Lectins have at least one non-catalytic domain specific reversible binding to monosaccharide or oligosaccharide. When lectin is ingested by insects to induce local or systemic toxic effects, it may result in antifeedant, insect growth arrest, and even death . Previous studies have shown that the survival and reproductive rates were greatly reduced in Heliothis virescens , Myzus persicae , Lacanobia oleracea , and other insects, which fed on transgenic plants expressing the lectin. Transgenic tobacco which expressed soybean lectin enhanced its resistance capacity to pathogens and pests . In this study, the lectin precursor was all up-regulated in the Gantai-2-2 and Wan 82–178, comparing 48 h with 0 h. Presumably, the lectin precursor was released from soybean victims’ cells, and then combined to the chitin of the insects’ peritrophic membranes, and sugar-based compounds and glycosylation of digestive enzymes in epithelial cells of the digestive tract, thereby affecting the normal absorption of nutrients, disorders in the digestive tract were also induced, and bacterial multiplication in the digestive tract was promoted, causing insect growth inhibition or death, which achieved the defensive purpose of killing the pests .
Trypsin inhibitors can significantly inhibit the protease activities in insects’ guts, and hinder the insects’ digested protein. They have especially strong inhibitory effects on lepidopteran insects [109,110,111]. The insects which have fed on trypsin inhibitors and have suffered from malnutrition and even increased mortality include Tribolium castaneum , Spodopera exigua , Heliothis zea , Callosobruchus maculates , Apis mellifera , and so on. In this study, trypsin inhibitor, trypsin inhibitor A-like and kunitz trypsin protease inhibitor-like precursors, were all up-regulated in the Gantai-2-2 and Wan 82–178, comparing 48 h with 0 h, which may have caused the proteolytic enzyme activities in the insects’ guts to decrease significantly, as well as disturbing the normal metabolisms of the insects.
DEPs associated with resistance to Lamprosema indicate
PR-5 proteins are a class of the PRs protein family, and play a very important role in plants’ resistances to adversity stresses . Previous study results have shown that the transgenic tomato expressing PR5 genes could increase disease resistance , and salt stress or disease induced the expression of the PR5 protein in tomato , wheat , and other plants. In this study, the PR-5b protein precursor in the Wan 82–178 was up-regulated, comparing 48 h with 0 h. Due to the multiple disulfide bonds of protein PR-5b maintaining the equilibrium distribution in the protein structure domain, the other proteins were protected [120, 121], or the PR-5 proteins increased the resistance through the accumulation of proline in the plants . The soybean stress-induced protein SAM22 was expressed by the induction of wounding, or by the transpiration-mediated uptake of salicylic acid, methyl viologen, fungal elicitor, hydrogen peroxide, or sodium phosphate, as well as other stresses . The expression of the stress-induced protein SAM22 in the soybean plants was up-regulated by waterlogging stress, and the expression was further strengthened when it was inoculated with B. japonicum . In this study, the stress-induced protein SAM22-Iike was all up-regulated in the Gantai-2-2 and Wan 82–178, comparing 48 h with 0 h. These results indicated that stress defense system, as well as the relevant stress-induced protein SAM22, were involved in the defense responses.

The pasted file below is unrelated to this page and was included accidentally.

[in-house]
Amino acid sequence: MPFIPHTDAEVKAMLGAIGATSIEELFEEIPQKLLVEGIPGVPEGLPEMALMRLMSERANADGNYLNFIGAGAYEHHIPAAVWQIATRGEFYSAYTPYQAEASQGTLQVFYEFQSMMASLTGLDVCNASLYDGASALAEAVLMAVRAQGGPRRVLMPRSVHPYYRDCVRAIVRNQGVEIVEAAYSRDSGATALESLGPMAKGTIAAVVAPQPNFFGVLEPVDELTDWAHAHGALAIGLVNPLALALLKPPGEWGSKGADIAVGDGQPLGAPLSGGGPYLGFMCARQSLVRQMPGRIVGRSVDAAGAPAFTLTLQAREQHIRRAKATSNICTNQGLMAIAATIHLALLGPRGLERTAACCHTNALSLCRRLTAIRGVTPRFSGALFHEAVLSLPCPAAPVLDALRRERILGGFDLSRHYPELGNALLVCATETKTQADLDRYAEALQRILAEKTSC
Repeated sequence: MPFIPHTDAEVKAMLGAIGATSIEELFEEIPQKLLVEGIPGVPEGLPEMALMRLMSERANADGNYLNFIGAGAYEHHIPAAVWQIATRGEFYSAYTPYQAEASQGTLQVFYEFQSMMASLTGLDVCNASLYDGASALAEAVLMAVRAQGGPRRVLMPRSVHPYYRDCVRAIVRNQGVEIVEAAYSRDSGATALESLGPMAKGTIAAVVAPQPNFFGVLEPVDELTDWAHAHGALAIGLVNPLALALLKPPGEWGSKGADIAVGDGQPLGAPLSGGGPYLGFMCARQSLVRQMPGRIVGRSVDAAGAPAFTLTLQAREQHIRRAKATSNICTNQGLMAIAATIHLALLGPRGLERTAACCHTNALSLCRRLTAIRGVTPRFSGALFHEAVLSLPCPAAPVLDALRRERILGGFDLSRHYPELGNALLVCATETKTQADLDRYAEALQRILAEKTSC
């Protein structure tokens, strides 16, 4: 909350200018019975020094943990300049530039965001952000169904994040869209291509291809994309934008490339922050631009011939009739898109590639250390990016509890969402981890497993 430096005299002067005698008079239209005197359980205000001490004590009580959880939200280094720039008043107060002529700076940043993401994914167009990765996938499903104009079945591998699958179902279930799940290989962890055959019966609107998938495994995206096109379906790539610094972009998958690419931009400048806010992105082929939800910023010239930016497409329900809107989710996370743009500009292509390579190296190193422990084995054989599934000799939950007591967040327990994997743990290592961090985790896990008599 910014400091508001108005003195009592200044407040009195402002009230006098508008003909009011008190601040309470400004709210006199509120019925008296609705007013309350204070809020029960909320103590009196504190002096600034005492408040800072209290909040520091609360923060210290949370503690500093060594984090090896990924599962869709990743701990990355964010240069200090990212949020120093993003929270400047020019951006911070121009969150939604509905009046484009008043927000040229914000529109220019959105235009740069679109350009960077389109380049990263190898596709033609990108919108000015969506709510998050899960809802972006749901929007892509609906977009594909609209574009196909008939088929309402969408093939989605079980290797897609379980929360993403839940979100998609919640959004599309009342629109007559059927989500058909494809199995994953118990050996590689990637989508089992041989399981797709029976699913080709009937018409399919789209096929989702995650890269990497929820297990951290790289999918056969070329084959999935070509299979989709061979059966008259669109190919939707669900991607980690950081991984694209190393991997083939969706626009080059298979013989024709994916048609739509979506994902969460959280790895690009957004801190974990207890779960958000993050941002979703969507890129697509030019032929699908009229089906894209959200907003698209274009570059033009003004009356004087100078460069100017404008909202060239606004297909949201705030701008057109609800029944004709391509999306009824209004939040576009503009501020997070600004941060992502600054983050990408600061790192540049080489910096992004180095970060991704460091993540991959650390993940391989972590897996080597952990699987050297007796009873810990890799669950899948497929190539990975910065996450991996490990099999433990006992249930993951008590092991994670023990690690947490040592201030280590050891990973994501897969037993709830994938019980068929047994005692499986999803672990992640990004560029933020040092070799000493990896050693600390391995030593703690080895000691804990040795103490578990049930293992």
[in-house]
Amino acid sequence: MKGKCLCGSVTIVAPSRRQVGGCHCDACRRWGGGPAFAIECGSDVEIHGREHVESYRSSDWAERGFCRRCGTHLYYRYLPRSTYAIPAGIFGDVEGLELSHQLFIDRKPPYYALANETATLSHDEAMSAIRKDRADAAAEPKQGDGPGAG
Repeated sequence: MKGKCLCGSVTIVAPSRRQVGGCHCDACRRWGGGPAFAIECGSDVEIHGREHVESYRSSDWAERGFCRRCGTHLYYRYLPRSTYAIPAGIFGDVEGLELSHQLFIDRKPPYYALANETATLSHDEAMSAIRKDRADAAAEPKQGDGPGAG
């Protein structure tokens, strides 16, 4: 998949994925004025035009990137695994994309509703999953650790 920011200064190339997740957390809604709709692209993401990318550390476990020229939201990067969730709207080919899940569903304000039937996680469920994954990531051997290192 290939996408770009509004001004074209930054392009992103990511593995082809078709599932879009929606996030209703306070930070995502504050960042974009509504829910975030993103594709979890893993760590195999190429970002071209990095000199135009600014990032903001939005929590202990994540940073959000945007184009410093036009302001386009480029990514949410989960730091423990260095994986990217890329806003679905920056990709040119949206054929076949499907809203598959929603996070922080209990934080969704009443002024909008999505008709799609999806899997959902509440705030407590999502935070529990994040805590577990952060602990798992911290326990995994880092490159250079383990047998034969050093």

This study analyzed the differentially expressed proteomic for soybean, the resistant and susceptible varietal and varieties after Lamprosema indicate feeding and non-feeding using iTRAQ technology, as well as the screening the DEPs which were resistant to Lamprosema indicate. The results showed that 28 DEPs were identified in the Gantai-2-2 when compared to the Wan 82–178 at the Lamprosema indicate non-feeding. A comparison was made of the Lamprosema indicate feeding at 48 h and 0 h, 31 DEPs were identified in the Gantai-2-2 and 53 DEPs were identified in the Wan 82–178. All of the identified DEPs were further divided into three types: non-Lamprosema indicate-induced, both genotypes of insect-induced differential proteins, and Lamprosema indicate-induced differential proteins. Different resistance soybeans may use different defense strategies in response to pests, in which highly susceptible soybeans boost more of the proteins involved in the responses to pest stresses. Based on the results of the differential proteomic analyses, along with the relevant previously released data, it was suggested that the soybean defended or resisted the Lamprosema indicate damage by the induction of a synthesis of anti-digestive proteins which inhibit the growth and development of insects, reactive oxygen species scavenging, signaling pathways, and secondary metabolites synthesis, and so on.
In this study, the tested soybean varieties were Gantai-2-2 (highly resistant line, HR)  and Wan 82–178 (highly susceptible line, HS) . The samples were planted in an experimental field within insect screen rooms at the Guangxi Academy of Agricultural Sciences on March, 2015. They were sown in a three-row division. During the entire growth period of soybeans, the spraying pesticides and fertilizers was not used. When the plants grew to a level of ten compound leaves, the seventh compound leaves on the left side were collected before the infestation. There were a total of five plants for each sample, as well as two repetitions for each sample. Then, each of the samples was simultaneously artificially infested with five four-year-old Lamprosema indicatas of on the right side of the seventh countdown leaves. The samples were collected at 48 h after the insect feeding, quickly frozen using liquid nitrogen, and refrigerated at −80 °C for storage purposes.